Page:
Paper Dolls

by Richard McKinstry

Genealogical research reveals that the ancestor of today's paper dolls were pantins, first popular in France during the mid-1700s. Pantins were cardboard human figures whose limbs came detached, later to be fastened to the torso with string. Children and adults would then make them dance or otherwise perform. Louis XV banned them, according to his edict, because he was afraid that women, "under the lively influence of this continual jumping, were in danger of bringing children into the world with twisted limbs like the pantins." In time, paper dolls developed as a way for children to amuse themselves and for grownups to discover what the current fashion trends were. Many were handmade; others came from commercial printers. During America's Gilded Age, paper doll production markedly increased, and such firms as McLoughlin Bros., Dennison Manufacturing Company, and F.A. Stokes Company created countless paper doll figures. In the late twentieth century, paper dolls were customarily made to portray public figures, especially movie and television stars and other people in public life.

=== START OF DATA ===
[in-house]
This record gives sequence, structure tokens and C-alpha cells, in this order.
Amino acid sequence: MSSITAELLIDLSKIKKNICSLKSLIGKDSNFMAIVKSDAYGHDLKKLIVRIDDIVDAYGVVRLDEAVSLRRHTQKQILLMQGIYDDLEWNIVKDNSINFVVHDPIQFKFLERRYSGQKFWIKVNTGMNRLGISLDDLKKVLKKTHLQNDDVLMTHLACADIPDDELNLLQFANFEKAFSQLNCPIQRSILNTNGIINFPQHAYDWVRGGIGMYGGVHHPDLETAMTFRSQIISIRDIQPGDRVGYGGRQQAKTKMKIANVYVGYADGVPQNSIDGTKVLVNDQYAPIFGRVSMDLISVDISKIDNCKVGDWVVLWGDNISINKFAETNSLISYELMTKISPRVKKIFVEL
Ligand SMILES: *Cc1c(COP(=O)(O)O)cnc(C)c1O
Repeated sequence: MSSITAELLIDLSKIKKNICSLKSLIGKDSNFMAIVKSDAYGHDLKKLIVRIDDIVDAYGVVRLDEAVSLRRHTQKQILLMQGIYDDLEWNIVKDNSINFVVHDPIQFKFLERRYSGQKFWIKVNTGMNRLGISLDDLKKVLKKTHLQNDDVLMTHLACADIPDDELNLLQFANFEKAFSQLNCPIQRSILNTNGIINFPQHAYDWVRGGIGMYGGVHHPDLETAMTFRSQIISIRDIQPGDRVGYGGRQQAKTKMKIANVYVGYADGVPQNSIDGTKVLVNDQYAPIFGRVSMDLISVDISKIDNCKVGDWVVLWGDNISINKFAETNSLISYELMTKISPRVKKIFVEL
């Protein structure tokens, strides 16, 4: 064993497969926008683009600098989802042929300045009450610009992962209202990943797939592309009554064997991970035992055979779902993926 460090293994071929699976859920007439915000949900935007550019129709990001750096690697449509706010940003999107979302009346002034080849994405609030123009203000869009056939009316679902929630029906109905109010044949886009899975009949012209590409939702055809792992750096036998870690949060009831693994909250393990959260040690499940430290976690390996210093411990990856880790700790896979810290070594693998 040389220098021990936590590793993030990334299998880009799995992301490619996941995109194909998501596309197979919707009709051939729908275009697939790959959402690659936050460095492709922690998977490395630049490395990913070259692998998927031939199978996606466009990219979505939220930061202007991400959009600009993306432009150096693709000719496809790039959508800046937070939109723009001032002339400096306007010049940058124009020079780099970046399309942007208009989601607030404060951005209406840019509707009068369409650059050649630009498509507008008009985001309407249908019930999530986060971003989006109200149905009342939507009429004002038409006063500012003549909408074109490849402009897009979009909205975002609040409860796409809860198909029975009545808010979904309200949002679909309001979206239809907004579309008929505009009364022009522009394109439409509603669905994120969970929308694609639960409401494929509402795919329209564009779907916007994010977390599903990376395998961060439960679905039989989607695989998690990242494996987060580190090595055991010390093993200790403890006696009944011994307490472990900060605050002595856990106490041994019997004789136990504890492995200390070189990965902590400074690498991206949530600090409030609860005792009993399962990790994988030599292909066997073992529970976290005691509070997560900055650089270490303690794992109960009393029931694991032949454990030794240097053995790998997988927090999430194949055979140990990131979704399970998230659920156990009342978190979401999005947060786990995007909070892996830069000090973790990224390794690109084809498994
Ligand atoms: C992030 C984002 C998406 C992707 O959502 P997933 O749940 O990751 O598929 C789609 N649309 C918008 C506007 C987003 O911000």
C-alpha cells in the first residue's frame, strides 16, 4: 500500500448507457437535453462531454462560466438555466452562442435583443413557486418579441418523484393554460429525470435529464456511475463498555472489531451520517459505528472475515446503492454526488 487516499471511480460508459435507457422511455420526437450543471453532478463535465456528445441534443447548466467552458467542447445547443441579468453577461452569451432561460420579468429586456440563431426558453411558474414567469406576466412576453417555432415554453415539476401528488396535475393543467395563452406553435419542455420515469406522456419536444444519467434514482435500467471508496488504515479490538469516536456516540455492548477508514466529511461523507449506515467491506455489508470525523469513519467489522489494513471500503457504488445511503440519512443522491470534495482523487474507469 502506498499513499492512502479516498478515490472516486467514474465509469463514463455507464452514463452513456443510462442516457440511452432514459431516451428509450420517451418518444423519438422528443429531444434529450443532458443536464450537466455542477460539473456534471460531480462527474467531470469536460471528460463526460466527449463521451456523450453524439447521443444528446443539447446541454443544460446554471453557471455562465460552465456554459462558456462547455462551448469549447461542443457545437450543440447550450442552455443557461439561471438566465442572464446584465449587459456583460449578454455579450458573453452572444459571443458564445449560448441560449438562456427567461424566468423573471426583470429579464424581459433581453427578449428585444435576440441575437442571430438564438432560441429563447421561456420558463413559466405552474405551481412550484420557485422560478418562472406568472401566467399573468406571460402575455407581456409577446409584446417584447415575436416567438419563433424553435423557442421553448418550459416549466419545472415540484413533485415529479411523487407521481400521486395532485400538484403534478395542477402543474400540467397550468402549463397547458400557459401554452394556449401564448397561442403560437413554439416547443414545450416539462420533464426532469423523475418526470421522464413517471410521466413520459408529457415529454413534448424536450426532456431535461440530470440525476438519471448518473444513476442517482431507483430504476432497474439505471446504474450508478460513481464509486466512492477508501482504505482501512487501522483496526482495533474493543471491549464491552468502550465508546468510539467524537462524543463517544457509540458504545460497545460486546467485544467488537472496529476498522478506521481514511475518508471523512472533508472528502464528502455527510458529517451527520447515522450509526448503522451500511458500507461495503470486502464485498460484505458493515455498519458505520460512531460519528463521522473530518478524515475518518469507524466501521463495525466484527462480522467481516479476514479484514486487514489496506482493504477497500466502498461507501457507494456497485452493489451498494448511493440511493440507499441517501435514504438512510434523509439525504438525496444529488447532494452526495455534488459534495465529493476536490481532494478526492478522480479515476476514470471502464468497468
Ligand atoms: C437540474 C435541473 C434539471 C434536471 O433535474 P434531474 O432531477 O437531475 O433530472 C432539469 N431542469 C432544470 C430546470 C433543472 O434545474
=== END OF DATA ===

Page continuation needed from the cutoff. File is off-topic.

This article first appeared in Ephemera News or The Ephemera Journal, publications of The Ephemera Society of America, Inc.

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